Following on from above, automation in the form of both systems and robotics were also put in the spotlight. ENGEL said that the US market can look to Europe and its “pioneering“ approach to process integration and automation as a key growth driver for the country. Speaking at the show, Peter Neumann, ENGEL CEO, said that this would be key for its own sales in the country, as US customers focused less on standardised machines and more on complex, more integrated systems. “Europe is pioneering when it comes to complex process integration and highly functional technologies,“ Neumann said. “This is an area where we see increasing growth in the USA as the markets here require highly automated processes with stable production and quality.“ The key markets identified by the company as having major growth potential in the USA are automotive, medical and packaging. “Where we see a big growth is the automotive sector, especially in the composites sector for lightweighting,“ said Mark Sankovitch of ENGEL’s US subsidiary. “In 2012 we made a commitment to this with our specialised centre in composites in the company’s headquarters in Austria and we see a real place for this technology here as car manufacturers are increasingly interested in lightweighting solutions.“ Also focusing on the potential offered by the US automotive sector, Sepro launched a new portfolio of large robots and automation technology with clamping force between 700 and 5000 tonnes. These robots have been designed with the automotive sector in mind” explained Jean-Michel Renaudeau – Managing Director. “We want to grow our market share in large robots, but moulders also want the flexibility that these new lines offer.”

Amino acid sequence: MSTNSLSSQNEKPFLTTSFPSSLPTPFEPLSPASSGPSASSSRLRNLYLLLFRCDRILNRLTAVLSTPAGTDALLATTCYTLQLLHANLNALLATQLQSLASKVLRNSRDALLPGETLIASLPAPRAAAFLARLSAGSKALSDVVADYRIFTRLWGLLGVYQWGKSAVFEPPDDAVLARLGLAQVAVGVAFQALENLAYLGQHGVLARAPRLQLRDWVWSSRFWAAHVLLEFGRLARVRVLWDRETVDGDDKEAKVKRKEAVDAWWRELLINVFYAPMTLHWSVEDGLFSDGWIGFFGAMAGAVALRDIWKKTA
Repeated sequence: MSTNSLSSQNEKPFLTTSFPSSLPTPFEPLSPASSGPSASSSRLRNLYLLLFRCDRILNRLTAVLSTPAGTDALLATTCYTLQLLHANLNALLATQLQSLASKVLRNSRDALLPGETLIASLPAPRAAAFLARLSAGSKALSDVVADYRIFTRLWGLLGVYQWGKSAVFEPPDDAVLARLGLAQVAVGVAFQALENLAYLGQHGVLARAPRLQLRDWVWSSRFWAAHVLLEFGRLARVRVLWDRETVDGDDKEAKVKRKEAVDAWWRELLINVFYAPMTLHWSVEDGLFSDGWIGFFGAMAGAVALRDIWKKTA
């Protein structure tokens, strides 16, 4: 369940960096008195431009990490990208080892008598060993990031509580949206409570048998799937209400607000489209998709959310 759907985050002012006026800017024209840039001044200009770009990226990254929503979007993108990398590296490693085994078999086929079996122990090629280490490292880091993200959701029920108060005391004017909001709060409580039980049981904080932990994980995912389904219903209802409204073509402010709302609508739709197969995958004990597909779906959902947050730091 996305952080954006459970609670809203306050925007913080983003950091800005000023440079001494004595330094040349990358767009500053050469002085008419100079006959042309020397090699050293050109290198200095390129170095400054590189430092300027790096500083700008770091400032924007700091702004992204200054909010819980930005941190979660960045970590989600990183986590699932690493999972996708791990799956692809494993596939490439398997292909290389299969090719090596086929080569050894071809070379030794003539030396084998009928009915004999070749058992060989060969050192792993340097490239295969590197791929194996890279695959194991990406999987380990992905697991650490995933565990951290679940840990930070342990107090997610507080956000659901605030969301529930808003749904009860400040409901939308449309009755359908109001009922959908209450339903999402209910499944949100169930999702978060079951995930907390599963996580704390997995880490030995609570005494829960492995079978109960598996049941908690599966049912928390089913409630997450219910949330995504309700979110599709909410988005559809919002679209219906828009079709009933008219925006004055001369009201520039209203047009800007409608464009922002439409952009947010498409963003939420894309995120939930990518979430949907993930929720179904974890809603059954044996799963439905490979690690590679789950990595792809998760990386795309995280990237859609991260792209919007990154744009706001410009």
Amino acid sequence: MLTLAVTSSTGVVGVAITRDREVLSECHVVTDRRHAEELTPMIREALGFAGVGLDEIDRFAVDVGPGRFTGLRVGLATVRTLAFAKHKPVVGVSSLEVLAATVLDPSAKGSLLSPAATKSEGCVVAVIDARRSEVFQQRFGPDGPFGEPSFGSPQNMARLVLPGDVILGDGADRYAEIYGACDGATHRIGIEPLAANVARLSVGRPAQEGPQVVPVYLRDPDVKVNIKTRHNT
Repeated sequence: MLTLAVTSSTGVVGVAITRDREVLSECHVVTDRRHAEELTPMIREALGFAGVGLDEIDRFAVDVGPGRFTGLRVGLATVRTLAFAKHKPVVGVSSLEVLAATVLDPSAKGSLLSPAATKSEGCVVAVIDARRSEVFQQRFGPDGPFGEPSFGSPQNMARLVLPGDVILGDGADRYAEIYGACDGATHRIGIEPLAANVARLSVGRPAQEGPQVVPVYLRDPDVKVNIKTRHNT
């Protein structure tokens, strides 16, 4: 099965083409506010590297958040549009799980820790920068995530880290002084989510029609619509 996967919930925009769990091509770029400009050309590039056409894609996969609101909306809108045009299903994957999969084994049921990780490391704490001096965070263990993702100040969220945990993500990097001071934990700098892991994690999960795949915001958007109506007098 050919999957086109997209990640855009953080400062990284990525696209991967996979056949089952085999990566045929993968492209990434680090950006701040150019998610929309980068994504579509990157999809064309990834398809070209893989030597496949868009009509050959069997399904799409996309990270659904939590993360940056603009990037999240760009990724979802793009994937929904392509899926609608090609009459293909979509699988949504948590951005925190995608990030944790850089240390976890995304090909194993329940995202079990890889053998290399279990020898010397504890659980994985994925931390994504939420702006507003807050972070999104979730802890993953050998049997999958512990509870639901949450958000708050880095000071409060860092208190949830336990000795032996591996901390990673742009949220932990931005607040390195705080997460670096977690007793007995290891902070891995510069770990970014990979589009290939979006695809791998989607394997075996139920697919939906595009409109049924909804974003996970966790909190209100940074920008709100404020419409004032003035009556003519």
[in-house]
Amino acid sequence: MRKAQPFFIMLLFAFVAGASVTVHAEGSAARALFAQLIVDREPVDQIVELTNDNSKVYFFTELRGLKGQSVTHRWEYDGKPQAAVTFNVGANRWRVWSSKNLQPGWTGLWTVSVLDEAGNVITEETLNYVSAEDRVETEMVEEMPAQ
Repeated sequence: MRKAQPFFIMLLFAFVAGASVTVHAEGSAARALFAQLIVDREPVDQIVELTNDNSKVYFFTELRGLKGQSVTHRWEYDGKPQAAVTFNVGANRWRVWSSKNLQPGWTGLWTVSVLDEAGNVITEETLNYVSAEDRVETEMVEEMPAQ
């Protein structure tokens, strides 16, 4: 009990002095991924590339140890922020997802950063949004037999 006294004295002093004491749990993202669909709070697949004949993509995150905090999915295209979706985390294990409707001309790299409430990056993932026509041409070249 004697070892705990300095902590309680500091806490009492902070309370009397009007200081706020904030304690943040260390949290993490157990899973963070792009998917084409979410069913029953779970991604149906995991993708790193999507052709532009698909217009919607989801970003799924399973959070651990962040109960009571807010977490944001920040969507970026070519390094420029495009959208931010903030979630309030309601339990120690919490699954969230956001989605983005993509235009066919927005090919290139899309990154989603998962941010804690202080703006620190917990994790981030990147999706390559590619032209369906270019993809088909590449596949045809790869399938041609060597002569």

3D Printing and AM
In materials as well as machinery, 3D printing and additive manufacturing played a recurring tune. SABIC announced its commitment to developing innovations in additive manufacturing, even showcasing the “world’s first” 3D printed car on its stand (pictured) and citing the critical link between materials, design, processing and part performance as the reason for the move. PolyOne followed suit, announcing that it was actively exploring the technology to help its customers optimise both the manufacturing process and the performance and aesthetics of a
part. Chemical company, Eastman, also highlighted its foray into the area, showcasing its new carbon fibre polymer for 3D printing. Not to be outdone, Arburg chose NPE to mark the sales launch of its Freeformer additive manufacturing technology, something it says has “great potential” in the country. Davis-Standard and Conair also demonstrated the extrusion of printed filament for use in 3D printing. “3D printing is taking off right now,” said Chris Weinrich, Conair General Manager, Downstream Extrusion, “and demand for the plastic rod or filament that feeds the printers has never been greater.”
The next NPE will take place once again at the Orange County Convention Centre, Orlando, Monday through Friday, May 7-11, 2018.